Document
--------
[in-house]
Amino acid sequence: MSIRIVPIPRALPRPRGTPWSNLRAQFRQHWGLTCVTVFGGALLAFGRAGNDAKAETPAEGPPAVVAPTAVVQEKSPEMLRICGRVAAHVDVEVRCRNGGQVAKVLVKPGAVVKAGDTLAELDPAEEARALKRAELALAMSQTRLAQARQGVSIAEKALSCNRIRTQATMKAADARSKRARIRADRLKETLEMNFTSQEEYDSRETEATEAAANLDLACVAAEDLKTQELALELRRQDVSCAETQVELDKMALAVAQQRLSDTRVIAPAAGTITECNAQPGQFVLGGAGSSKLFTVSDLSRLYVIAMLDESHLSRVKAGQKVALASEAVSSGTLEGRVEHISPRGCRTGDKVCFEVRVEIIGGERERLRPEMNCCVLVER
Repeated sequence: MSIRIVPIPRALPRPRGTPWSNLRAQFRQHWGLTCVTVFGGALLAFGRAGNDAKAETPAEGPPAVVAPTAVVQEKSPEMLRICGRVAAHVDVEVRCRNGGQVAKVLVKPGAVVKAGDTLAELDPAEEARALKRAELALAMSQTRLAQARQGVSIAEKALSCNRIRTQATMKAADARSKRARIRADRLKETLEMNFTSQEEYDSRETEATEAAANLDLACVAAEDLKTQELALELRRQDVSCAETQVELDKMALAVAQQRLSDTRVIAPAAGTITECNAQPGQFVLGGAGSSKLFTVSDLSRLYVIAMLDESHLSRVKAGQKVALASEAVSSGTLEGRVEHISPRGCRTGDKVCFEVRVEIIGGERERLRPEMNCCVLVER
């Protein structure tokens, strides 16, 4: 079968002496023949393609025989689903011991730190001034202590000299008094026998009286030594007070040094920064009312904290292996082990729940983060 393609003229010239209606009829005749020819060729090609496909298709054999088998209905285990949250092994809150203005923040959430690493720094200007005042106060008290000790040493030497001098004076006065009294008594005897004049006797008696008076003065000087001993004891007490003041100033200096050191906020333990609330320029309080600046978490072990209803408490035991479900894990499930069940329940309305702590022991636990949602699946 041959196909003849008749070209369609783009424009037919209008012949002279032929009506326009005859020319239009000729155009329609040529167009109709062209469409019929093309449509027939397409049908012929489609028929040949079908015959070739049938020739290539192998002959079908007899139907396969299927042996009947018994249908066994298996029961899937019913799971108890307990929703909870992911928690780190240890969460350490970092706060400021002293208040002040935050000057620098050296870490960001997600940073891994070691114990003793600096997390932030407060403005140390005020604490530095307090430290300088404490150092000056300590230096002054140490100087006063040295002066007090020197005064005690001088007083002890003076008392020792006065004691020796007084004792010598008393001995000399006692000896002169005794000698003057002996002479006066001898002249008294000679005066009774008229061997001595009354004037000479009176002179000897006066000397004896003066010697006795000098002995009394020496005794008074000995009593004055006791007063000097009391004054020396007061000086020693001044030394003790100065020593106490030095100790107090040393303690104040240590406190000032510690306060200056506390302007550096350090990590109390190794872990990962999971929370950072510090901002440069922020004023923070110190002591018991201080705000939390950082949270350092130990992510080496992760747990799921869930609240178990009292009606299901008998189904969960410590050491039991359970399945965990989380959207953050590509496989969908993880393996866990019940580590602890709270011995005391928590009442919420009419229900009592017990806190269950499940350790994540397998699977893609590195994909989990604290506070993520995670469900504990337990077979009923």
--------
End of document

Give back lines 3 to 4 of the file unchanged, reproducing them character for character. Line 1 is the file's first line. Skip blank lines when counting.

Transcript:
Repeated sequence: MSIRIVPIPRALPRPRGTPWSNLRAQFRQHWGLTCVTVFGGALLAFGRAGNDAKAETPAEGPPAVVAPTAVVQEKSPEMLRICGRVAAHVDVEVRCRNGGQVAKVLVKPGAVVKAGDTLAELDPAEEARALKRAELALAMSQTRLAQARQGVSIAEKALSCNRIRTQATMKAADARSKRARIRADRLKETLEMNFTSQEEYDSRETEATEAAANLDLACVAAEDLKTQELALELRRQDVSCAETQVELDKMALAVAQQRLSDTRVIAPAAGTITECNAQPGQFVLGGAGSSKLFTVSDLSRLYVIAMLDESHLSRVKAGQKVALASEAVSSGTLEGRVEHISPRGCRTGDKVCFEVRVEIIGGERERLRPEMNCCVLVER
């Protein structure tokens, strides 16, 4: 079968002496023949393609025989689903011991730190001034202590000299008094026998009286030594007070040094920064009312904290292996082990729940983060 393609003229010239209606009829005749020819060729090609496909298709054999088998209905285990949250092994809150203005923040959430690493720094200007005042106060008290000790040493030497001098004076006065009294008594005897004049006797008696008076003065000087001993004891007490003041100033200096050191906020333990609330320029309080600046978490072990209803408490035991479900894990499930069940329940309305702590022991636990949602699946 041959196909003849008749070209369609783009424009037919209008012949002279032929009506326009005859020319239009000729155009329609040529167009109709062209469409019929093309449509027939397409049908012929489609028929040949079908015959070739049938020739290539192998002959079908007899139907396969299927042996009947018994249908066994298996029961899937019913799971108890307990929703909870992911928690780190240890969460350490970092706060400021002293208040002040935050000057620098050296870490960001997600940073891994070691114990003793600096997390932030407060403005140390005020604490530095307090430290300088404490150092000056300590230096002054140490100087006063040295002066007090020197005064005690001088007083002890003076008392020792006065004691020796007084004792010598008393001995000399006692000896002169005794000698003057002996002479006066001898002249008294000679005066009774008229061997001595009354004037000479009176002179000897006066000397004896003066010697006795000098002995009394020496005794008074000995009593004055006791007063000097009391004054020396007061000086020693001044030394003790100065020593106490030095100790107090040393303690104040240590406190000032510690306060200056506390302007550096350090990590109390190794872990990962999971929370950072510090901002440069922020004023923070110190002591018991201080705000939390950082949270350092130990992510080496992760747990799921869930609240178990009292009606299901008998189904969960410590050491039991359970399945965990989380959207953050590509496989969908993880393996866990019940580590602890709270011995005391928590009442919420009419229900009592017990806190269950499940350790994540397998699977893609590195994909989990604290506070993520995670469900504990337990077979009923």